Workers from Hana High and Elementary School's award-winning building program recently took their tools, skills and aloha to Molokai to help build a restroom and office facilities for a local nonprofit.
Ma Ka Hana Ka 'Ike (in working, one learns), made up of Executive Director Rick Rutiz and 15 Hana youth, traveled to the Friendly Isle to join Molokai youth and volunteers last month and work for seven days to help Ka Honua Momona.
The Molokai organization's mission is to be a model of sustainability, "mauka a makai," or from the mountains to the sea. The nonprofit also cares for Hawaiian fishponds, operates youth programs, and runs a Hawaiian health and nutrition program among other activities.
Students work on framing a solar bathhouse/composting toilet structure. They include (from left) John Boy Kahalehoe III, Isaiah Pu-Akima, both of Hana; Kaio Kalawe, of Molokai (with number 11 shirt); Kieven Nakamura (with hat and sunglasses), from Hana; Kevin Dudoit of Molokai; along with Makena Keiley of Hana.
RICK RUTIZ photo
Together, they constructed a 772-square-foot office/learning center and a 140-square-foot solar bathhouse and a restroom.
"We couldn't have done it without them (the Hana group). We didn't have the money or the skills," said Kauwila Hanchett, executive director of Molokai's Ka Honua Momona (the fertile land).
The organization now has an office almost ready to be occupied at Alii fishpond in south Molokai, one of two 15th-century fishponds the organization cares for. Grants and help from businesses and nonprofits helped make the project a reality.
Hanchett said the Hana students mentored and worked alongside Molokai youngsters, and now the organization can boast that their facilities are youth led and built.
"It was our kokua," Rutiz said, adding that his students also took away work skills, life lessons and good will from their experience.
"The most incredible thing, the more aloha that we were showed, the more the kids felt like all-star royalty visiting Molokai, and they wanted to give more," Rutiz said.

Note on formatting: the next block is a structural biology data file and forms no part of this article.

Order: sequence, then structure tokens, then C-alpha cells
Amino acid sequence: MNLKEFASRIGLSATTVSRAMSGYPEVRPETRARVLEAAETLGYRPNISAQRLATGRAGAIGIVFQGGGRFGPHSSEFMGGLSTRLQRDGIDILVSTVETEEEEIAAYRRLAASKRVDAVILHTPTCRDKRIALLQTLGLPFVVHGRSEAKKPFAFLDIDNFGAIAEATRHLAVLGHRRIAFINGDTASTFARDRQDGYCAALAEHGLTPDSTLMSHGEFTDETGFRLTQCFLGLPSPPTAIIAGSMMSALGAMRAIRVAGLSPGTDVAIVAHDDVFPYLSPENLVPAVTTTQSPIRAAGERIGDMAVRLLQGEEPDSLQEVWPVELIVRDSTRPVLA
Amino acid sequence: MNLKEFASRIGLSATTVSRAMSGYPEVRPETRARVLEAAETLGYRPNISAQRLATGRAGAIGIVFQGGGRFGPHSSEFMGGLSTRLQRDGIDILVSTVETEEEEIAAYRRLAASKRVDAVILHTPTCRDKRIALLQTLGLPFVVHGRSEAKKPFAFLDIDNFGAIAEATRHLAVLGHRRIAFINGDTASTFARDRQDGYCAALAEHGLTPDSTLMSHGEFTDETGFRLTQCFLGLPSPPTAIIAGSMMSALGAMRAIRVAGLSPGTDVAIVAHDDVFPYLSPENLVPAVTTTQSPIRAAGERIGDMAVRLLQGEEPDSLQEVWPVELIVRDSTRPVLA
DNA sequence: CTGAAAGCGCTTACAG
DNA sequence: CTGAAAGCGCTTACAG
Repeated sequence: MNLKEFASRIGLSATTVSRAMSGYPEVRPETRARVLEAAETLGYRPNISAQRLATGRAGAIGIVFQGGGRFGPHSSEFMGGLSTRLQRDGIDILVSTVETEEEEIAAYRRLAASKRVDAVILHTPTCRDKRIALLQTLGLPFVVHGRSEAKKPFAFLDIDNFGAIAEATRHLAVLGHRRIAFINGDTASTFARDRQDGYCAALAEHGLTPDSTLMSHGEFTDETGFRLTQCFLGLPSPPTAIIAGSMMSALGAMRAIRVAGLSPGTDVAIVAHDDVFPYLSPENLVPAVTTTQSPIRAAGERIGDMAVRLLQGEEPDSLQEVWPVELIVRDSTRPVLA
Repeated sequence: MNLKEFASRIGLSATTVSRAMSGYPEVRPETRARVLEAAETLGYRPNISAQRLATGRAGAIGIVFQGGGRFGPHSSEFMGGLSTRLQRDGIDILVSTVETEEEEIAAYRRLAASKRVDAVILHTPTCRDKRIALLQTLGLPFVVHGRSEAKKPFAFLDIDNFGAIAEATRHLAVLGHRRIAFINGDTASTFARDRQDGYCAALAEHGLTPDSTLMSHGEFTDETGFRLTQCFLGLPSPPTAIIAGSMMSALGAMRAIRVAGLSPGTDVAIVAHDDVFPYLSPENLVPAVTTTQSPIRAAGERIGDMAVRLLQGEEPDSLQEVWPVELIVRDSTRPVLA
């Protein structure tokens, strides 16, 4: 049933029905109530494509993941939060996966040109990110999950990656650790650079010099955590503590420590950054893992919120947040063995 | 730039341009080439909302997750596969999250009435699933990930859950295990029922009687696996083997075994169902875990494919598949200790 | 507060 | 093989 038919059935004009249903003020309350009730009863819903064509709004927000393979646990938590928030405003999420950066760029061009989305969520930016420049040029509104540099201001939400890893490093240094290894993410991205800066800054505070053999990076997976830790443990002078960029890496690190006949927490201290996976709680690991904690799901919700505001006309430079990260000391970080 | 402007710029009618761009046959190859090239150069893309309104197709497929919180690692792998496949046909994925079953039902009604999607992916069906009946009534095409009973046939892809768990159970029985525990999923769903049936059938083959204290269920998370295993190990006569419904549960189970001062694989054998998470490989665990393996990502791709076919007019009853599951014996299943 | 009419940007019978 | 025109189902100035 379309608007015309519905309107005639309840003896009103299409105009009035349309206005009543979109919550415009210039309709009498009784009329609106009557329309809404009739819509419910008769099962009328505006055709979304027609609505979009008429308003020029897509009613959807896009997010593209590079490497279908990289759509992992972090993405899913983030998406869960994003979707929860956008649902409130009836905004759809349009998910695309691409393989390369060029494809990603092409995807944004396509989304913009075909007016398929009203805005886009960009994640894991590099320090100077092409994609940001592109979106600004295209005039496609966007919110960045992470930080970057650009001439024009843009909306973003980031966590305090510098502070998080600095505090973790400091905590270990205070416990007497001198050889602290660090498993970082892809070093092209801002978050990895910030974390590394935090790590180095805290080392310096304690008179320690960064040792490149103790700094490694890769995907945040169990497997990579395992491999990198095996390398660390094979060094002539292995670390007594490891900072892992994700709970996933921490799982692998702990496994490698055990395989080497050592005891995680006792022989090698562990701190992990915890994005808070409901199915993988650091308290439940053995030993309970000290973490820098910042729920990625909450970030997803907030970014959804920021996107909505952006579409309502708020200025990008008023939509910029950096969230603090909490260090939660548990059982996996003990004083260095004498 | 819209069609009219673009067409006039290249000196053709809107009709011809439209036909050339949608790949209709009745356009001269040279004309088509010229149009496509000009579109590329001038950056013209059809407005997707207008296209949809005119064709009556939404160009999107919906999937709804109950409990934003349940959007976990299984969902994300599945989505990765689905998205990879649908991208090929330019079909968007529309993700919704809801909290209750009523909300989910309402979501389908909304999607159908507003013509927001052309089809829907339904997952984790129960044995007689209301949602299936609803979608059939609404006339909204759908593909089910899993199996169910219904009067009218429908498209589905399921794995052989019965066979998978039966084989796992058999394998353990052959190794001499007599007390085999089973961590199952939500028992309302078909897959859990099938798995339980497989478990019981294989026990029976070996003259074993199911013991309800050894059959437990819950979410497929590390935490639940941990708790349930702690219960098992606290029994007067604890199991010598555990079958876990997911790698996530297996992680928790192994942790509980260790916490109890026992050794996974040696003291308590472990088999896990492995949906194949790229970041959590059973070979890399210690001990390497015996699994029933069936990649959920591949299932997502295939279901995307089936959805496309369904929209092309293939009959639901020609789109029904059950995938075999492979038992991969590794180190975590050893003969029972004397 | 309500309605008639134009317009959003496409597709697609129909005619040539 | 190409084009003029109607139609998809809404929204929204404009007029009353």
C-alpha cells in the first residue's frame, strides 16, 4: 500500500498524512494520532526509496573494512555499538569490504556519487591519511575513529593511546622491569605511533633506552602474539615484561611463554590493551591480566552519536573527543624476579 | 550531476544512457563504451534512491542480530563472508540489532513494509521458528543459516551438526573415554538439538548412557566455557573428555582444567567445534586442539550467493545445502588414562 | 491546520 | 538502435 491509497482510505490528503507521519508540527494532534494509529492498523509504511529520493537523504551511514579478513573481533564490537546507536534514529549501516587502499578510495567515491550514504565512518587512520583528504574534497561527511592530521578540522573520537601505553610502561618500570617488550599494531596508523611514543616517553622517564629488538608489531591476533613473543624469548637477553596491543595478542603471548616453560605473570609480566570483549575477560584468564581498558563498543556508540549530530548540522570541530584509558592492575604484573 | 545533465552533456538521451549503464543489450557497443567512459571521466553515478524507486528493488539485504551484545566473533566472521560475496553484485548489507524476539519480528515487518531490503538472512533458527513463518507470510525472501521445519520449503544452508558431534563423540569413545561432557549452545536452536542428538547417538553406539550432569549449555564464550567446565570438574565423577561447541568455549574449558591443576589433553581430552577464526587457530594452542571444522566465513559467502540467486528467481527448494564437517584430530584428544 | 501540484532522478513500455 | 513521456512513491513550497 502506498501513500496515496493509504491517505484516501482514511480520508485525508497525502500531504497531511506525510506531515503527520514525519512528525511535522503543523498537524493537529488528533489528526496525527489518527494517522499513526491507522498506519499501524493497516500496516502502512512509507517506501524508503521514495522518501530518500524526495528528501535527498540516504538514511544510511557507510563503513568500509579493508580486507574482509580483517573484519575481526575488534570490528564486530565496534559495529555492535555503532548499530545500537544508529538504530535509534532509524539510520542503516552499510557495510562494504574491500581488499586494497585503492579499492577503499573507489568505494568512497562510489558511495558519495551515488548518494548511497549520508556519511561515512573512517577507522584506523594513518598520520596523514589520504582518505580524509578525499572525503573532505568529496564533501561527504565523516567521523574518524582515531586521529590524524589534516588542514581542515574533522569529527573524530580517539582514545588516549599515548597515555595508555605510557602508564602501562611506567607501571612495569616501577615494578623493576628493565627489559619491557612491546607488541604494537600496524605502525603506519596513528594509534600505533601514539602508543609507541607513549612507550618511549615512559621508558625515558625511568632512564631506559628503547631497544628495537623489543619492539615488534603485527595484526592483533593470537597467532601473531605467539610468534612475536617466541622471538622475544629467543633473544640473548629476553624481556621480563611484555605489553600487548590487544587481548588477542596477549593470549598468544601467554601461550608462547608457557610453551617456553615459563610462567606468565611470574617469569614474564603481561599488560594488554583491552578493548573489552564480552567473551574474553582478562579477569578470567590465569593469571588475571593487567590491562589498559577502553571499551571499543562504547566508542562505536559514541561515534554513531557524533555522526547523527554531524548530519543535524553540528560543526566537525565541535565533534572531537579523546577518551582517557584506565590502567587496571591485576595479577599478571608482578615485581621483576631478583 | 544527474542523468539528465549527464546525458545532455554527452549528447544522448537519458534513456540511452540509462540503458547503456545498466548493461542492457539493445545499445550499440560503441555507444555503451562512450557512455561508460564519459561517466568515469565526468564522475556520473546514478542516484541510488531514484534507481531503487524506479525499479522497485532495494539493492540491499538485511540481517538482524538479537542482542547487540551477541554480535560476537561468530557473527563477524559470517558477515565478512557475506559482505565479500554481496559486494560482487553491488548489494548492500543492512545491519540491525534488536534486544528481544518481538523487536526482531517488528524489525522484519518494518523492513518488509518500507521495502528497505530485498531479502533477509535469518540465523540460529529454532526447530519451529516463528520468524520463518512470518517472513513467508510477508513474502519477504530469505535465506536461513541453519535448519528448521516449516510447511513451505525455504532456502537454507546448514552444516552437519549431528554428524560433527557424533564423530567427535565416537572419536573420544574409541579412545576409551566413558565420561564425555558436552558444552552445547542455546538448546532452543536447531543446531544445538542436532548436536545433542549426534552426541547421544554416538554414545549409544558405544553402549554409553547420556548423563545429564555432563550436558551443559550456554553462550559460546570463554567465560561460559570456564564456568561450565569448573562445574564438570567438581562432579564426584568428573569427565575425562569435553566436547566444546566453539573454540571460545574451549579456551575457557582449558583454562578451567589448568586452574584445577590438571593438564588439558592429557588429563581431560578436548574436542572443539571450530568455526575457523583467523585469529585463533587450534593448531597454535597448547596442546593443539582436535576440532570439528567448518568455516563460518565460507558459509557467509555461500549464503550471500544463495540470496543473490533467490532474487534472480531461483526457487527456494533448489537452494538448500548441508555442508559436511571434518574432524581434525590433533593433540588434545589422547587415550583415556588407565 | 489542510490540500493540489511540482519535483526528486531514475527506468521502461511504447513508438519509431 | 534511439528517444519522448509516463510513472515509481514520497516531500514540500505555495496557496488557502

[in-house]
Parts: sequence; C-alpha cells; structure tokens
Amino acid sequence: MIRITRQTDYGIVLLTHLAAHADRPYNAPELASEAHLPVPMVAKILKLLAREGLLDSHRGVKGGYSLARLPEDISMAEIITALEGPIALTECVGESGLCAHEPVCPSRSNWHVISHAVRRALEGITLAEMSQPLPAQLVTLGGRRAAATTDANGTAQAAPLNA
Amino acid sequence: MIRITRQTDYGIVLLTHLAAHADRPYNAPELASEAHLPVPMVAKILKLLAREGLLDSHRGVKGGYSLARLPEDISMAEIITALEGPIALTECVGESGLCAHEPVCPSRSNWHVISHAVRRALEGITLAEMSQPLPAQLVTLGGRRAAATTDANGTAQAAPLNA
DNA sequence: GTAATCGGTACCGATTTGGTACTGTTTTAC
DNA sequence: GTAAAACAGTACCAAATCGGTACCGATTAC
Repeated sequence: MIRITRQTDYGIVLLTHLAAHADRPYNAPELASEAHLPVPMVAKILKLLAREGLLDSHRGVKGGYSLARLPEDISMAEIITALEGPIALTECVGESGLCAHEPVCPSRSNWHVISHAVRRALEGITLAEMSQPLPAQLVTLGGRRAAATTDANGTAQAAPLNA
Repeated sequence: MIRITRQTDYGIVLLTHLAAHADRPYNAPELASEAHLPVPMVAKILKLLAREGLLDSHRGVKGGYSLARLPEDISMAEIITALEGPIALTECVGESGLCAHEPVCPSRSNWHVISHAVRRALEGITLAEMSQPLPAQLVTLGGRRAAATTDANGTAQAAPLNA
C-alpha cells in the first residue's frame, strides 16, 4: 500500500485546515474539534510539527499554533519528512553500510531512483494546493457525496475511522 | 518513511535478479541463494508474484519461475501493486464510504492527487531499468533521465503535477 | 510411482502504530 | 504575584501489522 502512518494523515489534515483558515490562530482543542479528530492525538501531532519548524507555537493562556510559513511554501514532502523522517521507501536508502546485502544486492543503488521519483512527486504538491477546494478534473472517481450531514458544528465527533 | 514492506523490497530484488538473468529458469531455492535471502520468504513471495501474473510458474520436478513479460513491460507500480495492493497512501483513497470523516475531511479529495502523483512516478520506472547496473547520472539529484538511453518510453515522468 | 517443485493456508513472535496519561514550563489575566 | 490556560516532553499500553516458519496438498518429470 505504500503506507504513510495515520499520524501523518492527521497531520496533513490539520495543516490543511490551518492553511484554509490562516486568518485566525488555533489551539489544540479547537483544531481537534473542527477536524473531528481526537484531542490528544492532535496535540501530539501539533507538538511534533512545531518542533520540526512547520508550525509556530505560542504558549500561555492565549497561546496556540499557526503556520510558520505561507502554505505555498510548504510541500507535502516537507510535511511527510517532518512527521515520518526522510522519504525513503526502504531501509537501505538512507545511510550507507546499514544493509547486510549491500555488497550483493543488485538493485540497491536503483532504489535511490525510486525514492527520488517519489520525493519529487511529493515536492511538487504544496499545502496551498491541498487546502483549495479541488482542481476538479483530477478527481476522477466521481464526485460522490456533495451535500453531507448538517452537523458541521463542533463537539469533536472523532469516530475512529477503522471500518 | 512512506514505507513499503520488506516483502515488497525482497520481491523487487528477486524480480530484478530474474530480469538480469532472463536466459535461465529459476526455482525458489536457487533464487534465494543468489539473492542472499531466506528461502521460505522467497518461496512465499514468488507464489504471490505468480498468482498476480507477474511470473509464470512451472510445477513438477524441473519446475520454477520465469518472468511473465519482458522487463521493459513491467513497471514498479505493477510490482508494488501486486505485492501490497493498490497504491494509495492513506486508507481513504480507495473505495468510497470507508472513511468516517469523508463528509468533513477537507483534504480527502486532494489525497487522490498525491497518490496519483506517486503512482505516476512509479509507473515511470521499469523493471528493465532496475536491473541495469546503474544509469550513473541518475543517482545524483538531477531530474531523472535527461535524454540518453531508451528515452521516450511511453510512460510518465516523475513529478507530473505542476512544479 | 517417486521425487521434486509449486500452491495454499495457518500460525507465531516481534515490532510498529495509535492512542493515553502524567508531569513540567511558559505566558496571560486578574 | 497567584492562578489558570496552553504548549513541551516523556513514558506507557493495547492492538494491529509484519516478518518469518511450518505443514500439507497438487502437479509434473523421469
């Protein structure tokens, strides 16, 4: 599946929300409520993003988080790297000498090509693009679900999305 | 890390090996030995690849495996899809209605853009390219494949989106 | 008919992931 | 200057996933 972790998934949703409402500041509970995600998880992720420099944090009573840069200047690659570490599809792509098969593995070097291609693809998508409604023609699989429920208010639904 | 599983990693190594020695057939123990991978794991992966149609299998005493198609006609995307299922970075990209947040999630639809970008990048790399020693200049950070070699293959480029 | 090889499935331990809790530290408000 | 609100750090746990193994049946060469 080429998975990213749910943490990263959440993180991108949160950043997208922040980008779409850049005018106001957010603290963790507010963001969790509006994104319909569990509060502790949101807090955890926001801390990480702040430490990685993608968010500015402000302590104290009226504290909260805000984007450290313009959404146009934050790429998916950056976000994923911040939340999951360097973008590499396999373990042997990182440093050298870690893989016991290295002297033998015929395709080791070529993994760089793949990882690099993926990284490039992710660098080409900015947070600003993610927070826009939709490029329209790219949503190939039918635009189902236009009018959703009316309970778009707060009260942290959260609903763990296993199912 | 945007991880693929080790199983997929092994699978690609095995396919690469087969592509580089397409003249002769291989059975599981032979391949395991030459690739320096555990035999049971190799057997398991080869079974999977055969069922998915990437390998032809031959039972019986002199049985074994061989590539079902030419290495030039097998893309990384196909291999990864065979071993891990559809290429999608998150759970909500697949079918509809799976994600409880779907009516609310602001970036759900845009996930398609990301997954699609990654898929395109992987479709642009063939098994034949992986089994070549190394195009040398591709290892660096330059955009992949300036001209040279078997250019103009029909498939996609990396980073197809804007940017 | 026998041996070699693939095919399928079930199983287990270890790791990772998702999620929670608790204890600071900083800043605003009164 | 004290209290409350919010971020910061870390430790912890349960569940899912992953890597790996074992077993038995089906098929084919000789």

He said that all day long the Molokai community passing by would stop to watch and also say, "Ho, we heard about the Hana boys, we want to see the Hana boys."
Students from the Hana program also enjoyed their experience in which they became mentors to five Molokai teens and men.
Jesse Silva Oliveira, 18, of Hana, said seeing the Molokai youth reminded him of when he was younger and inexperienced.
"That made me feel like I was more old than I really am," Oliveira said. "I felt like a teacher."
Oliveira took pride when he saw the Molokai youth learn carpentry skills while working hard on the office and restroom project.
"It made me smile," he added.
Oliveira said the group put up two buildings in one week, which he called "superfast."
But "it wasn't just get it done," he said. "It was beautiful work. It wasn't just slap everything together."
Fellow Hana program participant, 21-year-old Kalani Tolentino, also enjoyed his time on Molokai.
"The young boys, they were really nice boys, and they showed up to work every day," he said.
Isaiah Pu-Akima, 15, one of the younger Hana teens, also learned how to put up drywall, tiling, along with how to put up an office structure.
"I learned plenty new stuff about construction," he added.
Working on the project and seeing what the Hana program can do for others inspired the Molokai volunteers.
"If we had one program like this on Molokai, it would be a benefit for all the Molokai youth. I like the camaraderie of it - choke hands come help," said 20-year-old Kian Phillips, of Molokai.
Rutiz said at first the Molokai youth were timid about using carpentry equipment such as the nail gun, but after the first day it would be all the Molokai boys who would be doing the nailing.
Hanchett agreed, saying: "The first day, our kids were really nervous. By the second, third day, they were just jumping in, they were using the nail guns and tiling and doing things they never did before."
She was also impressed with the tile work the youth did, which features a paddler and canoe and a turtle.
The Hana youth even brought their solar workshop on wheels so they could work off-the-grid because they were in a location without electricity. The student-constructed truck has solar panels on its roof, and an inverter and battery bank inside that powers their tools onsite. Young Brothers shipped the truck from Maui to Molokai without charging a fee.
Ka Honua Momona chose to build as green as possible by using a Deltec home package that features an energy-efficient design.
But overall both the Hana and Molokai groups enjoyed their experiences where Hana students ate deer stew and meat as well as swim at Molokai beaches when it got hot during the day.
The students would work in the morning and then took off to enjoy the island and returned in the late afternoon before ending the day by being invited to someone's home to eat.
Hanchett said some work remains to be done before the group can move into the new office, but the nonprofit aims to begin occupying it by Oct. 1.
* Melissa Tanji can be reached at email@example.com.